WASHINGTON — The Internal Revenue Service warned taxpayers today to be alert to unscrupulous return preparers touting inflated tax refunds. These scam artists frequently prey on older Americans, low-income taxpayers and others with promises of big refunds.
These refund scams remain on the agency’s annual "Dirty Dozen" list of most prevalent tax scams.
Scam artists pose as tax preparers during tax time, luring victims by promising large federal tax refunds. They use flyers, advertisements, phony storefronts or word of mouth to attract victims. They may even make presentations through community groups or churches.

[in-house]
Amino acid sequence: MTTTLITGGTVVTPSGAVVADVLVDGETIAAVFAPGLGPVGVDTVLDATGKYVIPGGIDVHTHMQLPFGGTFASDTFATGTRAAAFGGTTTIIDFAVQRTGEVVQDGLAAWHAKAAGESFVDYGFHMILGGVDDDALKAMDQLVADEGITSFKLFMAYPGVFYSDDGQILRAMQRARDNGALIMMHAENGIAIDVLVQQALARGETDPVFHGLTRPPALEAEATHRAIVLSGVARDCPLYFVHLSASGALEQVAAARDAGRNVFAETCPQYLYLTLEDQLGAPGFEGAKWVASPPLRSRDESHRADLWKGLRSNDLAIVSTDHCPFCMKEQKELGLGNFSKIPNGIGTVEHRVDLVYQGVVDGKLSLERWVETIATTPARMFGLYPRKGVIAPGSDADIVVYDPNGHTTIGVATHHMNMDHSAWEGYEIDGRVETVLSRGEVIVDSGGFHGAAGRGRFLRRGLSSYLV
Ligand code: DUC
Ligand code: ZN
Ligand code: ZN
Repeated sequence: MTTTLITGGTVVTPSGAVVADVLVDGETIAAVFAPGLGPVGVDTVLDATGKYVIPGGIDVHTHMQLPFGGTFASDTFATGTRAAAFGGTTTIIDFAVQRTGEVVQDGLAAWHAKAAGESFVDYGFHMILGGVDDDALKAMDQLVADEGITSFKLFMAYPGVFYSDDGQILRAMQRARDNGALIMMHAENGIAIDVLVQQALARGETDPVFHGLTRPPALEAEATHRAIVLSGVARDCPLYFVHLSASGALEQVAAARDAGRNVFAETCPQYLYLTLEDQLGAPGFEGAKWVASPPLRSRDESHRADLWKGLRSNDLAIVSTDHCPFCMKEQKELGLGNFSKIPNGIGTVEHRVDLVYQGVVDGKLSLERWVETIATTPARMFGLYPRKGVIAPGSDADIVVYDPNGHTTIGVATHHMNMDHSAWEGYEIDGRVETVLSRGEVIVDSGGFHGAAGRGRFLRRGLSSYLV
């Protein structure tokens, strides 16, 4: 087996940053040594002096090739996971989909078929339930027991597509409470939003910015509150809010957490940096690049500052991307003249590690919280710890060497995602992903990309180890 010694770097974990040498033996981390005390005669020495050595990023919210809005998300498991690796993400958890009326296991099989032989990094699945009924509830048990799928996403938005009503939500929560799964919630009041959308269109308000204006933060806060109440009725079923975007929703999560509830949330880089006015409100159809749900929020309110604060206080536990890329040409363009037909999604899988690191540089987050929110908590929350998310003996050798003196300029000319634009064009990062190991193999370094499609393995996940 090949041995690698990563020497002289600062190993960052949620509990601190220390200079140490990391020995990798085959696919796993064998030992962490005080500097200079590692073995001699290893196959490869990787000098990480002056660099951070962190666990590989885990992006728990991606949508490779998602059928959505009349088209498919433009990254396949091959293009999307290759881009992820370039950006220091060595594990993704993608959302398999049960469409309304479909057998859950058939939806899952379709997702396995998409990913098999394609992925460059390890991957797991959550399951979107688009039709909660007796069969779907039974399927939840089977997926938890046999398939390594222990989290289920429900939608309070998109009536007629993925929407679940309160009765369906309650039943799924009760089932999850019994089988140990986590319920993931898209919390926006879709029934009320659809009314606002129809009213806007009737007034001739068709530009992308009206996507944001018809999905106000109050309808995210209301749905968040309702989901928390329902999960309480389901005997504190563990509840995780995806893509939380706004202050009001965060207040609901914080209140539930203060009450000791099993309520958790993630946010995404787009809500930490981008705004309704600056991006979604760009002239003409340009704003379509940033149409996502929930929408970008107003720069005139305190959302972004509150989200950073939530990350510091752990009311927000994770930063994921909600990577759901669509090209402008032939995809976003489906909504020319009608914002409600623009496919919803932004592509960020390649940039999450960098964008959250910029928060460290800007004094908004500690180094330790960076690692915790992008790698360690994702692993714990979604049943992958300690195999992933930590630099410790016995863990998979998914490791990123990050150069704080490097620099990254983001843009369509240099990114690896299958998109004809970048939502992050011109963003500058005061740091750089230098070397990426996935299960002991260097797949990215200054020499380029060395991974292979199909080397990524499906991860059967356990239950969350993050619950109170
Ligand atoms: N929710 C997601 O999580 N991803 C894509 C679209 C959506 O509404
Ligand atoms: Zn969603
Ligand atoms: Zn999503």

Scammers frequently prey on people who do not have a filing requirement, such as those with low incomes or older Americans. They may also prey on non-English speakers who may or may not have a requirement to file a tax return.
Con artists dupe people into making claims for fictitious rebates, benefits or tax credits. They may also file a false return in their client’s name, and the client never knows that a refund was paid.
Scam artists may also victimize those with a filing requirement who are due a refund. They do this by promising larger refunds based on fake Social Security benefits and false claims for education credits or the Earned Income Tax Credit (EITC) among others.